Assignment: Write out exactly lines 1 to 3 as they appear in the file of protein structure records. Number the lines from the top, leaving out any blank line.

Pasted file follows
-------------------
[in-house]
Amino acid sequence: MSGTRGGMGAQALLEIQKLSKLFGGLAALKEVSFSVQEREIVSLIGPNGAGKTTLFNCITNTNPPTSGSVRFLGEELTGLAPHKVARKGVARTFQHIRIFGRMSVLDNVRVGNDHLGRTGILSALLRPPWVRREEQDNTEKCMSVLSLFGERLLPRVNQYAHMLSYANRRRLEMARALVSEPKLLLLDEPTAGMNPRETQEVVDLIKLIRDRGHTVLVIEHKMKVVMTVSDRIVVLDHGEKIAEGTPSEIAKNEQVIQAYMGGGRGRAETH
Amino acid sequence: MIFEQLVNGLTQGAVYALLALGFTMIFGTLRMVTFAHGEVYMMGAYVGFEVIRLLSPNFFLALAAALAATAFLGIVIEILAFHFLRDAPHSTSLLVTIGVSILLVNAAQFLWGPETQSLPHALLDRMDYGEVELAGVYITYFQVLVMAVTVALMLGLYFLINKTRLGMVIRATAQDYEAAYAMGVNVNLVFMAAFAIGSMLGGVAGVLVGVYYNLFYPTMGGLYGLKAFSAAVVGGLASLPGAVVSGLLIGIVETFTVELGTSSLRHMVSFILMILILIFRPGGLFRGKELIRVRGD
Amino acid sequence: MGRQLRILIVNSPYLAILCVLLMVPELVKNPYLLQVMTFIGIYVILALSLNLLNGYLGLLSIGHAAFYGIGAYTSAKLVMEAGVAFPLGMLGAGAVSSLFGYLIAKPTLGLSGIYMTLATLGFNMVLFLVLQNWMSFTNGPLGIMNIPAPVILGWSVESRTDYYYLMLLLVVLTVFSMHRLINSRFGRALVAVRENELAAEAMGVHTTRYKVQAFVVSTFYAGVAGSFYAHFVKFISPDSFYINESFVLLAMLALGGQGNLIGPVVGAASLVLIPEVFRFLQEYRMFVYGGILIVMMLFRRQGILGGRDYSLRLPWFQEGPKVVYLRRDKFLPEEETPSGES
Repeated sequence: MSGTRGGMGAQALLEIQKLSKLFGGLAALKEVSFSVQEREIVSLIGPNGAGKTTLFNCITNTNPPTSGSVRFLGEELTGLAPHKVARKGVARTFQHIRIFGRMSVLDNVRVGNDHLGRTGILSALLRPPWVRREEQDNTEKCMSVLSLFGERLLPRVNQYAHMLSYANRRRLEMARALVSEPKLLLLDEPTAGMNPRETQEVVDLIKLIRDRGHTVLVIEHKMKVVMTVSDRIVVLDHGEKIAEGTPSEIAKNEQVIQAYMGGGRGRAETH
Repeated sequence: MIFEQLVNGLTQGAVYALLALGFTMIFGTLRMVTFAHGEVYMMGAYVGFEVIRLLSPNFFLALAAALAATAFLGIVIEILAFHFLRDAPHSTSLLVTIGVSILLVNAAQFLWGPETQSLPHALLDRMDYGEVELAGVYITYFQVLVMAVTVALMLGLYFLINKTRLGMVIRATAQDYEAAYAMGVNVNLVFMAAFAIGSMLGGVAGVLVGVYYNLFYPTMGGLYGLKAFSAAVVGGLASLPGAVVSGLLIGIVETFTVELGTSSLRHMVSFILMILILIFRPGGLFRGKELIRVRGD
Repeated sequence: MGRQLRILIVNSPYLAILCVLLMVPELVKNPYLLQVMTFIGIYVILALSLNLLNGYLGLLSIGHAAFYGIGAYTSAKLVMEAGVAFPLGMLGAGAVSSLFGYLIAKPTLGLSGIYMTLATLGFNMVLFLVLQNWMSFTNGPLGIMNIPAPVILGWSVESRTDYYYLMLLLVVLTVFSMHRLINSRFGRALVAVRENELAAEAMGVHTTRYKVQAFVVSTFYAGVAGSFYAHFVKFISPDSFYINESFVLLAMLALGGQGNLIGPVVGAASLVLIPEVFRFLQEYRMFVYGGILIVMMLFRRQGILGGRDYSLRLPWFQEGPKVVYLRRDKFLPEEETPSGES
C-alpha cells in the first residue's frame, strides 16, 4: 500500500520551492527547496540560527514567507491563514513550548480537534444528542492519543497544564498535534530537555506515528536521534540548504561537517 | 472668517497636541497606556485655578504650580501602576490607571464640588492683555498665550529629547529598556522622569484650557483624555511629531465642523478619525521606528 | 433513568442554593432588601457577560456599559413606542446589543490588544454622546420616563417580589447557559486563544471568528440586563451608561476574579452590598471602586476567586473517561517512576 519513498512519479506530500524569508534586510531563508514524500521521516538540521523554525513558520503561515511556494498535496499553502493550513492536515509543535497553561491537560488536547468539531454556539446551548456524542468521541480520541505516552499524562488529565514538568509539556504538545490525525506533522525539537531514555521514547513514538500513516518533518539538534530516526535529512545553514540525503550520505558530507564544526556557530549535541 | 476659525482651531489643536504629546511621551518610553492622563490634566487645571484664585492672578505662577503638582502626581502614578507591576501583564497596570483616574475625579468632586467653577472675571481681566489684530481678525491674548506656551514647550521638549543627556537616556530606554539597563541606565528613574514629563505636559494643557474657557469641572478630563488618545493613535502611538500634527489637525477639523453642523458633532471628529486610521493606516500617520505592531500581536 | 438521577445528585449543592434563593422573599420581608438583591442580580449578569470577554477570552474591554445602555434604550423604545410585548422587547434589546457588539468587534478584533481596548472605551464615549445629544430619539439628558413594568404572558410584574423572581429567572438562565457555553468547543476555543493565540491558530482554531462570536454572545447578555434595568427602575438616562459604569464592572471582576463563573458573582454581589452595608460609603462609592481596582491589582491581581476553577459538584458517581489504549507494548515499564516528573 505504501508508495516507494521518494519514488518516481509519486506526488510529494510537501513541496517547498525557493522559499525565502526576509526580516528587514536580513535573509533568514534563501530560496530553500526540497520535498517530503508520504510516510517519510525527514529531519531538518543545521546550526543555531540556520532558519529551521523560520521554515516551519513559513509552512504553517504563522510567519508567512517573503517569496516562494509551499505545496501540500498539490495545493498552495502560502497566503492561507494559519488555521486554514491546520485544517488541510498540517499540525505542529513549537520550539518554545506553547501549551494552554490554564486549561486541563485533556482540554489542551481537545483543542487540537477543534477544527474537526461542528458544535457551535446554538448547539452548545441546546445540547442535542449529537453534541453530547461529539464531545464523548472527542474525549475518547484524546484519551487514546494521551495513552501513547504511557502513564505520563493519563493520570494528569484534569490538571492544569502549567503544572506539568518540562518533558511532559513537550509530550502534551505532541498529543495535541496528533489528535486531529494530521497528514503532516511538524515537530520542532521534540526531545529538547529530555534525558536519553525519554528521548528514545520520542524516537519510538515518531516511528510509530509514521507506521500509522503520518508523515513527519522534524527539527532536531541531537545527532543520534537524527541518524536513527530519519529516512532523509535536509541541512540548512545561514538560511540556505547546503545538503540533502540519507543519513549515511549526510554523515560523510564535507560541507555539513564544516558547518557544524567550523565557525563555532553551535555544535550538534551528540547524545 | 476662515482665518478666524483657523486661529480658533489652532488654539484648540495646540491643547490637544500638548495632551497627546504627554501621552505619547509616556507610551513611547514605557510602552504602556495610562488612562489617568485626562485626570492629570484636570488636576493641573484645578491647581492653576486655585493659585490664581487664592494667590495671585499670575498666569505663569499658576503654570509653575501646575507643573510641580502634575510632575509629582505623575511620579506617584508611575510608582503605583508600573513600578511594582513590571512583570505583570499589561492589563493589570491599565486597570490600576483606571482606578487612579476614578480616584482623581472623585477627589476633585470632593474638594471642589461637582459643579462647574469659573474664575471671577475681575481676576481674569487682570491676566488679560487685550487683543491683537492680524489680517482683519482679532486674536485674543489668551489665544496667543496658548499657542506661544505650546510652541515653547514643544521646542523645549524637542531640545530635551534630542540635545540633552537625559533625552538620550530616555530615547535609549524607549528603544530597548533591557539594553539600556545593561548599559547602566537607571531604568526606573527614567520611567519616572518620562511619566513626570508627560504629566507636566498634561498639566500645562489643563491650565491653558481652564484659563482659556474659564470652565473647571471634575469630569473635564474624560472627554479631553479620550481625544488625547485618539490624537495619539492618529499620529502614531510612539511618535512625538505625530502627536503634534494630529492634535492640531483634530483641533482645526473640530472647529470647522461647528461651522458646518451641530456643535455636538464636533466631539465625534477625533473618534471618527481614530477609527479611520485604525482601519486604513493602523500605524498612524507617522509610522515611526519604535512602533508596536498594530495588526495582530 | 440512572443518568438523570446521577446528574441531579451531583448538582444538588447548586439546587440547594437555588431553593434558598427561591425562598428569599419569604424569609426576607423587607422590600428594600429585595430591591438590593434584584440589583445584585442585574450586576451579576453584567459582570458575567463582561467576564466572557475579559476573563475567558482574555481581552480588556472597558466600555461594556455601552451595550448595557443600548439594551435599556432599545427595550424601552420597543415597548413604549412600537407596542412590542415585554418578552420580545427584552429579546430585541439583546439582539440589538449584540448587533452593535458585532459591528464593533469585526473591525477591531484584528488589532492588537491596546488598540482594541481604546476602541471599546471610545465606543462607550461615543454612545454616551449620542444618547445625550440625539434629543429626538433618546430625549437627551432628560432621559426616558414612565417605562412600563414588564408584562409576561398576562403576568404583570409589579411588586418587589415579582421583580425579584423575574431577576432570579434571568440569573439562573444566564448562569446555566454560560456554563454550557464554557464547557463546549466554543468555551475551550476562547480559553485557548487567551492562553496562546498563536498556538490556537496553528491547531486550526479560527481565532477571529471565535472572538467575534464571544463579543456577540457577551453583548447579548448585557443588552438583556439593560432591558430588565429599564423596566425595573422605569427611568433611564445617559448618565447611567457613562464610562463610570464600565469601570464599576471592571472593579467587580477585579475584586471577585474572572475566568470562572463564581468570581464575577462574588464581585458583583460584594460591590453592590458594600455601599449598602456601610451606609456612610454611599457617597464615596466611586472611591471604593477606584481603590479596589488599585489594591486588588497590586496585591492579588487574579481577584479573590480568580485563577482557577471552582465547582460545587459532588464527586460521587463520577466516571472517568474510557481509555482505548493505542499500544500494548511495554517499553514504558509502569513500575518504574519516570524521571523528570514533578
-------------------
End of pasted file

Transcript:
[in-house]
Amino acid sequence: MSGTRGGMGAQALLEIQKLSKLFGGLAALKEVSFSVQEREIVSLIGPNGAGKTTLFNCITNTNPPTSGSVRFLGEELTGLAPHKVARKGVARTFQHIRIFGRMSVLDNVRVGNDHLGRTGILSALLRPPWVRREEQDNTEKCMSVLSLFGERLLPRVNQYAHMLSYANRRRLEMARALVSEPKLLLLDEPTAGMNPRETQEVVDLIKLIRDRGHTVLVIEHKMKVVMTVSDRIVVLDHGEKIAEGTPSEIAKNEQVIQAYMGGGRGRAETH
Amino acid sequence: MIFEQLVNGLTQGAVYALLALGFTMIFGTLRMVTFAHGEVYMMGAYVGFEVIRLLSPNFFLALAAALAATAFLGIVIEILAFHFLRDAPHSTSLLVTIGVSILLVNAAQFLWGPETQSLPHALLDRMDYGEVELAGVYITYFQVLVMAVTVALMLGLYFLINKTRLGMVIRATAQDYEAAYAMGVNVNLVFMAAFAIGSMLGGVAGVLVGVYYNLFYPTMGGLYGLKAFSAAVVGGLASLPGAVVSGLLIGIVETFTVELGTSSLRHMVSFILMILILIFRPGGLFRGKELIRVRGD